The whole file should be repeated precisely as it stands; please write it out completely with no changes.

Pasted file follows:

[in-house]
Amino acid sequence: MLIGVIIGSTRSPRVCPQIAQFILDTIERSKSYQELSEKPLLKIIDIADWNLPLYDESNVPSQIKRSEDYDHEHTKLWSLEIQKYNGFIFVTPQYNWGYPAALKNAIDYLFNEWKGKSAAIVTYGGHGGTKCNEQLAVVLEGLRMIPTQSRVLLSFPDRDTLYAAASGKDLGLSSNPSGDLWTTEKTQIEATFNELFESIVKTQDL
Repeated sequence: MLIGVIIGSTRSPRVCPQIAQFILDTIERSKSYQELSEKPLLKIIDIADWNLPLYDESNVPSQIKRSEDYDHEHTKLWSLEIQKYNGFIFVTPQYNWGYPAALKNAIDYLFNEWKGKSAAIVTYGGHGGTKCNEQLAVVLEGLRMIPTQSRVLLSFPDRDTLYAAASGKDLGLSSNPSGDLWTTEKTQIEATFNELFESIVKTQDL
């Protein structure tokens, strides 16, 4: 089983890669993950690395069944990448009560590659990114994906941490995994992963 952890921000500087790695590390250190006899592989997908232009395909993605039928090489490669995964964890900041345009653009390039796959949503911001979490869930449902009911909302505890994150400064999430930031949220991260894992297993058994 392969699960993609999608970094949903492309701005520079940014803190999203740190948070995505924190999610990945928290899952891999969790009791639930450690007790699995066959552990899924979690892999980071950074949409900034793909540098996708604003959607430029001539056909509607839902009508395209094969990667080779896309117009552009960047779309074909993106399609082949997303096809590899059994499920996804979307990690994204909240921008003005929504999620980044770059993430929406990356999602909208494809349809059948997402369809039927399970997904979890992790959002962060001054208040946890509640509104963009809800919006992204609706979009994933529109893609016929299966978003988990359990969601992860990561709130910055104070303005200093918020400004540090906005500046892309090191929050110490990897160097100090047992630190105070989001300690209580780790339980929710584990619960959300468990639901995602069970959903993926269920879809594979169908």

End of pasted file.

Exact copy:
[in-house]
Amino acid sequence: MLIGVIIGSTRSPRVCPQIAQFILDTIERSKSYQELSEKPLLKIIDIADWNLPLYDESNVPSQIKRSEDYDHEHTKLWSLEIQKYNGFIFVTPQYNWGYPAALKNAIDYLFNEWKGKSAAIVTYGGHGGTKCNEQLAVVLEGLRMIPTQSRVLLSFPDRDTLYAAASGKDLGLSSNPSGDLWTTEKTQIEATFNELFESIVKTQDL
Repeated sequence: MLIGVIIGSTRSPRVCPQIAQFILDTIERSKSYQELSEKPLLKIIDIADWNLPLYDESNVPSQIKRSEDYDHEHTKLWSLEIQKYNGFIFVTPQYNWGYPAALKNAIDYLFNEWKGKSAAIVTYGGHGGTKCNEQLAVVLEGLRMIPTQSRVLLSFPDRDTLYAAASGKDLGLSSNPSGDLWTTEKTQIEATFNELFESIVKTQDL
């Protein structure tokens, strides 16, 4: 089983890669993950690395069944990448009560590659990114994906941490995994992963 952890921000500087790695590390250190006899592989997908232009395909993605039928090489490669995964964890900041345009653009390039796959949503911001979490869930449902009911909302505890994150400064999430930031949220991260894992297993058994 392969699960993609999608970094949903492309701005520079940014803190999203740190948070995505924190999610990945928290899952891999969790009791639930450690007790699995066959552990899924979690892999980071950074949409900034793909540098996708604003959607430029001539056909509607839902009508395209094969990667080779896309117009552009960047779309074909993106399609082949997303096809590899059994499920996804979307990690994204909240921008003005929504999620980044770059993430929406990356999602909208494809349809059948997402369809039927399970997904979890992790959002962060001054208040946890509640509104963009809800919006992204609706979009994933529109893609016929299966978003988990359990969601992860990561709130910055104070303005200093918020400004540090906005500046892309090191929050110490990897160097100090047992630190105070989001300690209580780790339980929710584990619960959300468990639901995602069970959903993926269920879809594979169908």